May 28, 2019

Understanding the Buyer’s Journey -- The Essence of a Successful Sale

Andy Scott

Andy Scott
Experienced Business Development and Strategy Executive/

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Today’s sales professionals face an uphill battle. Buyers are more educated than ever about service and product offerings in their respective marketplaces. Buyers are also incredibly busy. If a seller comes knocking with a generic sales pitch, not only are they unlikely to get the sale, their chances of further engaging with that prospect are extremely limited. In order to overcome these challenges and close more sales, successful salespeople must work harder, work smarter and deliver more value than their competitors. 

A critical first step in the sales engagement process is to delineate all of the possible buyers and important influencers you might face in your particular marketplace. You should think broadly at first as potential buyers and stakeholders might surprise you. Understanding the full spectrum of potential buyers will enable you to then be more successful in finding the appropriate individuals you want to engage with at a particular prospect company. A few techniques which could facilitate this exercise are:

  1. Design creative brainstorming activities to ensure you don’t miss an important stakeholder. I recall a few instances where we assumed a General Counsel was the key decision maker, yet instead it was the CFO who had the final say. 
  2. Do not generalize your buyers across an industry, as each company may have a slightly different purchasing process. 
  3. Wherever possible, find an internal advocate who will help you understand and map out a company’s hierarchy for their purchasing decisions. You should then filter and prioritize this broad buyer list to find the top five influencers and decision makers that you believe will be critical to helping you close a sale. 

Once you have built your list of who you believe are the top influencers and decision makers at a company, it is then critical that you fully understand what makes each of these individuals tick. Each will have different motivations and goals which must be understood before you can devise your plan to deliver value. Some of the research and data gathering steps you should consider include:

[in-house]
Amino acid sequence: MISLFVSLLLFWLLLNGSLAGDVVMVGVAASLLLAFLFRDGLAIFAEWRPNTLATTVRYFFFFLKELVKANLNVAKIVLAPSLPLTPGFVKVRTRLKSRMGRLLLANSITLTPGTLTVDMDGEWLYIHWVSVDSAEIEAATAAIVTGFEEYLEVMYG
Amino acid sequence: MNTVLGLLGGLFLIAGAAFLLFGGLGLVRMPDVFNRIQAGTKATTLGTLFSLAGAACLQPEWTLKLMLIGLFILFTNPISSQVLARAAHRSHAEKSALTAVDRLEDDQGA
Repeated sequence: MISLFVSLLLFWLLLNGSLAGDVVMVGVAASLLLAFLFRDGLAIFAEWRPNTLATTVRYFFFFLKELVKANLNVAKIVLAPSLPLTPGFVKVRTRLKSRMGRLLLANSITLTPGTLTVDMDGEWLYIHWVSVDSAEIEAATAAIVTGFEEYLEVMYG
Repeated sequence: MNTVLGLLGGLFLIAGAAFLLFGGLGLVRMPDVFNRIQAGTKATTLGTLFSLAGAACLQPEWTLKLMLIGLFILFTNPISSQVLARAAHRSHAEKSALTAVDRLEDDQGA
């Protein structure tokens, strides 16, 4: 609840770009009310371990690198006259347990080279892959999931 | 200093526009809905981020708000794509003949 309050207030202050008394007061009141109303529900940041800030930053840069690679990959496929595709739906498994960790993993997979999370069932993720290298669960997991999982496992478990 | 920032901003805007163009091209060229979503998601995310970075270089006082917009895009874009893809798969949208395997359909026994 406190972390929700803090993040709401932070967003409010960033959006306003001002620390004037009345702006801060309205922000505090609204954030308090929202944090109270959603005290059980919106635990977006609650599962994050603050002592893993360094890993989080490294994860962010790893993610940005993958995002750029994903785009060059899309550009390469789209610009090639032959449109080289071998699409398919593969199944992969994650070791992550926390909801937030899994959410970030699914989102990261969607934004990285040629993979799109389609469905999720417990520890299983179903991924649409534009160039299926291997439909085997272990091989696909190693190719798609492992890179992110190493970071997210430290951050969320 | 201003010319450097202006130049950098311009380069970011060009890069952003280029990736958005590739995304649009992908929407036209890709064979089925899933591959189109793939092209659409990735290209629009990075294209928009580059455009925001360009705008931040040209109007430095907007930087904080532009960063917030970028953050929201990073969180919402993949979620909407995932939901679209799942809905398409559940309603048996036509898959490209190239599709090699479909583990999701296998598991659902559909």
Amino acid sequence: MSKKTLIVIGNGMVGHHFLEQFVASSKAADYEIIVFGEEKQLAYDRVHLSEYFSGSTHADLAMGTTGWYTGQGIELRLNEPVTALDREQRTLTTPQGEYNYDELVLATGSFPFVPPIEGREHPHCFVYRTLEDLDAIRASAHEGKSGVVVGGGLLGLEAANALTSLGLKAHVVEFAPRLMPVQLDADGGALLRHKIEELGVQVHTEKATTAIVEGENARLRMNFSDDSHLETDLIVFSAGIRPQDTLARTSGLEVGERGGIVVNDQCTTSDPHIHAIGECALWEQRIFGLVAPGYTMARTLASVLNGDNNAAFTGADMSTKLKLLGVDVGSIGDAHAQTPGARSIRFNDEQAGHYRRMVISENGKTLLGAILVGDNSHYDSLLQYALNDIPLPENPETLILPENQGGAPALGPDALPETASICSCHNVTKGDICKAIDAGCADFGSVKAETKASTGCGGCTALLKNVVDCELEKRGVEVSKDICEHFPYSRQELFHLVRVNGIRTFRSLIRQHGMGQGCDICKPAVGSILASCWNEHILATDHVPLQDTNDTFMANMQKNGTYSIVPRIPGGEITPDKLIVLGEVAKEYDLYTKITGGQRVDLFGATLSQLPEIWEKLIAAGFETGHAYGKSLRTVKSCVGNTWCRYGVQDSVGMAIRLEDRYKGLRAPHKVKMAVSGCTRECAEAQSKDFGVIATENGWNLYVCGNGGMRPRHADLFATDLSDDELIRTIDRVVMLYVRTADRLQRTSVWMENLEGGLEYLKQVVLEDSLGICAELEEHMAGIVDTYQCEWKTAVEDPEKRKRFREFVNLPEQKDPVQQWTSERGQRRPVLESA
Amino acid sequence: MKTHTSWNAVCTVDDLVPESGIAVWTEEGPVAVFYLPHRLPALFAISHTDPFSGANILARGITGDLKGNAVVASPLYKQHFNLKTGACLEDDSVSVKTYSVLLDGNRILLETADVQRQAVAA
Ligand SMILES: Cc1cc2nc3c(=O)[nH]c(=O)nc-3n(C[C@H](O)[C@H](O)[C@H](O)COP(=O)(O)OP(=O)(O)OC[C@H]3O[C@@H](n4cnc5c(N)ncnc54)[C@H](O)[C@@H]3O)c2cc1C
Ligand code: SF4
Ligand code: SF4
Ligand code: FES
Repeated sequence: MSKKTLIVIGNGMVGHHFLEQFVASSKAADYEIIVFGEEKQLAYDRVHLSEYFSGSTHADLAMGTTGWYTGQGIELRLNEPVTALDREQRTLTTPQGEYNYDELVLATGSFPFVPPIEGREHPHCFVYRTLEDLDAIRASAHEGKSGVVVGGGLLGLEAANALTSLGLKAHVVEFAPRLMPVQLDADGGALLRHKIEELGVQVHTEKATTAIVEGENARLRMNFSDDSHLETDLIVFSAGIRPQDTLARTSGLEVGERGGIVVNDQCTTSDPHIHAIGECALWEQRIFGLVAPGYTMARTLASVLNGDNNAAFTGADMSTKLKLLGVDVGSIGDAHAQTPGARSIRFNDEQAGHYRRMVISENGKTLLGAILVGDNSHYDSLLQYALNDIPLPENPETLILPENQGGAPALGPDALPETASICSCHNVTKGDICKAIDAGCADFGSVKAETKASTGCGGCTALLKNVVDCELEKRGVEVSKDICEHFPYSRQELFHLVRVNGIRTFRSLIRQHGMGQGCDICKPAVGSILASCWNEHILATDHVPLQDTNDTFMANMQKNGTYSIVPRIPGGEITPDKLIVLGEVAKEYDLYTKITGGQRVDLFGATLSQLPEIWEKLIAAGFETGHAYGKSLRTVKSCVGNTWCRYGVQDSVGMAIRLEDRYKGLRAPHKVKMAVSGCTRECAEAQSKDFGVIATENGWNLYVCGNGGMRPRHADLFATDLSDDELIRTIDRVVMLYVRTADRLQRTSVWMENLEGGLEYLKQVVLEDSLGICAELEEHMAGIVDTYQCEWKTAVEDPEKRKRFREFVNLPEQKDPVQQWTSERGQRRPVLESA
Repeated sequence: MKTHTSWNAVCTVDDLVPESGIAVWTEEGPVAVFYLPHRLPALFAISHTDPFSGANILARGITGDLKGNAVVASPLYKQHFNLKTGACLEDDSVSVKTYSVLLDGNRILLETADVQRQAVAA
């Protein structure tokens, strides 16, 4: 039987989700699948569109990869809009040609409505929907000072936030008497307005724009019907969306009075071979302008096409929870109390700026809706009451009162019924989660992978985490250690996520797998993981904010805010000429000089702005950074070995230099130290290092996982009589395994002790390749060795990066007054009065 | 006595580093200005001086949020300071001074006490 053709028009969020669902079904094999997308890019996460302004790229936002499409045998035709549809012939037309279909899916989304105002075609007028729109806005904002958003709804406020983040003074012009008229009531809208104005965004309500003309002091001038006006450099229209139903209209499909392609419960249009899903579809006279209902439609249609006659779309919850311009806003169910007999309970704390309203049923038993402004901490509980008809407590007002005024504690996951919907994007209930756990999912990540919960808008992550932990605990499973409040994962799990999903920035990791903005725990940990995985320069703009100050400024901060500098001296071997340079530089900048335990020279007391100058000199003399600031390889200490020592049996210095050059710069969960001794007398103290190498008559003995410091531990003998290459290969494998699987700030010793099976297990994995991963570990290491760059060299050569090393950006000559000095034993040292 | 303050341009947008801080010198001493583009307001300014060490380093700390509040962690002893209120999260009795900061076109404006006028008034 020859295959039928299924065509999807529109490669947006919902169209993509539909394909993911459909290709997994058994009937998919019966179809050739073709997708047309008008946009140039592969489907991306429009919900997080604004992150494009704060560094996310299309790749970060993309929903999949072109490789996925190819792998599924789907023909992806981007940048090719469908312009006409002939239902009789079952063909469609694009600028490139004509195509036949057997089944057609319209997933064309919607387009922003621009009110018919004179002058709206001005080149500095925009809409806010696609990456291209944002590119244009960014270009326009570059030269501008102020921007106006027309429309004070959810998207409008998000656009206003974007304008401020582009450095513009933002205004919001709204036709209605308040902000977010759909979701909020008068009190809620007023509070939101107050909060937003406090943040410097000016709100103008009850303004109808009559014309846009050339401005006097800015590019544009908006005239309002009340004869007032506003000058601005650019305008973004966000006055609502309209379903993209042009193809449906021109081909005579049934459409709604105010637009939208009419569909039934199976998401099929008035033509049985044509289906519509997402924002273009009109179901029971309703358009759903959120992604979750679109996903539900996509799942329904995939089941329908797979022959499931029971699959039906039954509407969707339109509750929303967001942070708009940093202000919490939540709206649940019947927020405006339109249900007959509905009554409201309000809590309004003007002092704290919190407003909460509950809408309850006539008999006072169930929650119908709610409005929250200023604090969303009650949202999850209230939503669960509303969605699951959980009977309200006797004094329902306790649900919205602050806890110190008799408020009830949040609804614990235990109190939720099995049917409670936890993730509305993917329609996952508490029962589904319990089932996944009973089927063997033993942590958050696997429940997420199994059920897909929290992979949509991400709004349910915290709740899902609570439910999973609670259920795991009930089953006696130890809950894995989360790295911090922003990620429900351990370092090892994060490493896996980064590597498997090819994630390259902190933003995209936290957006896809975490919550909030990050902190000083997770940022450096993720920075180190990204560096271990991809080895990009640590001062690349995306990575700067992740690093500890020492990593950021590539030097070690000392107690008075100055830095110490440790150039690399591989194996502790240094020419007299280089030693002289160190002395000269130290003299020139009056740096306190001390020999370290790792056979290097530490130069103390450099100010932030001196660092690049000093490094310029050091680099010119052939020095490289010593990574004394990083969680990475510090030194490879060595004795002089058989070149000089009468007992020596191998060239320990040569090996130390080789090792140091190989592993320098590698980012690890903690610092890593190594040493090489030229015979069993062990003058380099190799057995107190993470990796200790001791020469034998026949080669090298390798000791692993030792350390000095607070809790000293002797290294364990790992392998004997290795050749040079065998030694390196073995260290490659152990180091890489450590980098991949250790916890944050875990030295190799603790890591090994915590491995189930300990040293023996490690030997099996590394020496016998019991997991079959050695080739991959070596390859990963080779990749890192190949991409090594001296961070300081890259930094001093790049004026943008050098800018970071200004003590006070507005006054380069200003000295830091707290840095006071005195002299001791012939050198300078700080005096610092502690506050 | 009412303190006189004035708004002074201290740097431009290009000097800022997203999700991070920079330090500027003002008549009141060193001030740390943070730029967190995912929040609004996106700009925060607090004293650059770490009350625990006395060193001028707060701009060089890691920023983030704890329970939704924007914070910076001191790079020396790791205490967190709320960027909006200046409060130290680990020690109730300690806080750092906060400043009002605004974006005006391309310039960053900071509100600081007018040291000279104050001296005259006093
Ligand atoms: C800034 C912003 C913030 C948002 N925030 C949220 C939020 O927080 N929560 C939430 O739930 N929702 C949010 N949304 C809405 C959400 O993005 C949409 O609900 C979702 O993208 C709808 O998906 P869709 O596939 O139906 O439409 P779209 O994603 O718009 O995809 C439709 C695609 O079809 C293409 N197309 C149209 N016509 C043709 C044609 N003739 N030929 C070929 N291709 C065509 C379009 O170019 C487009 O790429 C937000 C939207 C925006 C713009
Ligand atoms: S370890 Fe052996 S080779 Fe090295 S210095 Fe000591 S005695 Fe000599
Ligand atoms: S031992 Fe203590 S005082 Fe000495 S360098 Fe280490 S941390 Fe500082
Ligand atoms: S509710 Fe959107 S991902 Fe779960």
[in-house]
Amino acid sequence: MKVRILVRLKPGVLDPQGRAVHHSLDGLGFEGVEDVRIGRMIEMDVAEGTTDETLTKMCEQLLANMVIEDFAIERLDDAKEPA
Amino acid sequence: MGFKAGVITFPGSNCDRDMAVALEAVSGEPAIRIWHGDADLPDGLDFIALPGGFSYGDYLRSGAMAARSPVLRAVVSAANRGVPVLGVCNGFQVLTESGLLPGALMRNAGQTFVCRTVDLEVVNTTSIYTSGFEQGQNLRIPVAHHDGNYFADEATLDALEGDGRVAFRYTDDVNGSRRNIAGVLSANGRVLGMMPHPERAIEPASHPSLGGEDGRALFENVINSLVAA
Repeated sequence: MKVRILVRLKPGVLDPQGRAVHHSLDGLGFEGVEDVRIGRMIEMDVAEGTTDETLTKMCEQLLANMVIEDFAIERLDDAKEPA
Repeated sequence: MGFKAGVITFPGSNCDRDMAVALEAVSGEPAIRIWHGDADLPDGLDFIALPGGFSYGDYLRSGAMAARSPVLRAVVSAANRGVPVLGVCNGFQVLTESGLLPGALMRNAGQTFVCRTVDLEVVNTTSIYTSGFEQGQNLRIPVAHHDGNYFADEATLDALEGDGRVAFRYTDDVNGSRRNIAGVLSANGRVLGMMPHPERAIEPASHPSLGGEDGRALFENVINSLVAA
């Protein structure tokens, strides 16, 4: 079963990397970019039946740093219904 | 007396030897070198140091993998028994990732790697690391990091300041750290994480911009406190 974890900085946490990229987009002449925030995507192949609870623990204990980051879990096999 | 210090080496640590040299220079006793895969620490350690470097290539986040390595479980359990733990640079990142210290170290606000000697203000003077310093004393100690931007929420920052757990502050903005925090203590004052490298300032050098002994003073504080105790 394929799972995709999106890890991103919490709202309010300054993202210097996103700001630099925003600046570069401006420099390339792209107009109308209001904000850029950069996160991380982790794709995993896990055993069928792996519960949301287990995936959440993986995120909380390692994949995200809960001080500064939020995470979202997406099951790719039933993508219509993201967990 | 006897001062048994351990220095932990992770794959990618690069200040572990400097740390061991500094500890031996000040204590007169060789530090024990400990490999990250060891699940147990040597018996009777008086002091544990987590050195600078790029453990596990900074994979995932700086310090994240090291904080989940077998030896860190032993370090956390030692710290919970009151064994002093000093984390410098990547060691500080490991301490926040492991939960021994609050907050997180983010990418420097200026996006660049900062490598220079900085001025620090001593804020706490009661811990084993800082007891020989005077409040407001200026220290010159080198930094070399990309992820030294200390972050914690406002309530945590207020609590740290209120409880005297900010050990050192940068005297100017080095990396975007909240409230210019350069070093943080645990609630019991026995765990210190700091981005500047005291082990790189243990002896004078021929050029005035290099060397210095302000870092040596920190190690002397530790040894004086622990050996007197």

1. Interview industry experts, current customers as well as friendly prospects to learn what are the key drivers as well as challenges for each of these buyers. Is it reduced operational costs, saving them time, increasing revenue or other drivers? You could also develop an industry survey with carefully crafted questions that will not only provide answers to you, but also provide value to participants through the survey results. 
  2. Attend industry conferences and read industry magazines and blogs to ensure that you are up to speed on all developments in your prospects’ industry and to understand challenges they may be facing. 
  3. LinkedIn is a great resource to stay on top of developments at particular companies but you should also follow your individual buyers and stakeholders as you can learn a great deal about them from posts that they write or share. 

Once you fully understand the motivations of your potential buyers and stakeholders, you are now ready to specifically craft the story of how your offering will deliver exactly what is needed for each individual. 

Humans are wired to respond to a good storyline, and therefore storytelling is a critical skill-set of a sales professional. Throughout my career, I found that prospects respond best to actual examples of problems being solved versus generic descriptions of features of your product or service. Specific examples enable them to visualize how exactly your offering will solve their specific problem and make them more successful.